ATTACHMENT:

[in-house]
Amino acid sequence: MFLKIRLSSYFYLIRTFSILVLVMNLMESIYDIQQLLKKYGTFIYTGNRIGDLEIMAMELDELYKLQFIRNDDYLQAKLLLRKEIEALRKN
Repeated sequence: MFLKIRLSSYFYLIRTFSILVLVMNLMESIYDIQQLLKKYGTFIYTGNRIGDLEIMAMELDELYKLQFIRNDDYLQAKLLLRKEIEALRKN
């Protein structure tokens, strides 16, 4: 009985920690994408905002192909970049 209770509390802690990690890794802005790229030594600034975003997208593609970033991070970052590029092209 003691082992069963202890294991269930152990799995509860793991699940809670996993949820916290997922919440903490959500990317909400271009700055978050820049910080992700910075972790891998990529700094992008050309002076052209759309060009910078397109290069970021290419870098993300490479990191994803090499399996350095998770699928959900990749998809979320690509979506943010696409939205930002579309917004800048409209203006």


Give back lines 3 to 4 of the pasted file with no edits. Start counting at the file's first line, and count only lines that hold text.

Repeated sequence: MFLKIRLSSYFYLIRTFSILVLVMNLMESIYDIQQLLKKYGTFIYTGNRIGDLEIMAMELDELYKLQFIRNDDYLQAKLLLRKEIEALRKN
């Protein structure tokens, strides 16, 4: 009985920690994408905002192909970049 209770509390802690990690890794802005790229030594600034975003997208593609970033991070970052590029092209 003691082992069963202890294991269930152990799995509860793991699940809670996993949820916290997922919440903490959500990317909400271009700055978050820049910080992700910075972790891998990529700094992008050309002076052209759309060009910078397109290069970021290419870098993300490479990191994803090499399996350095998770699928959900990749998809979320690509979506943010696409939205930002579309917004800048409209203006």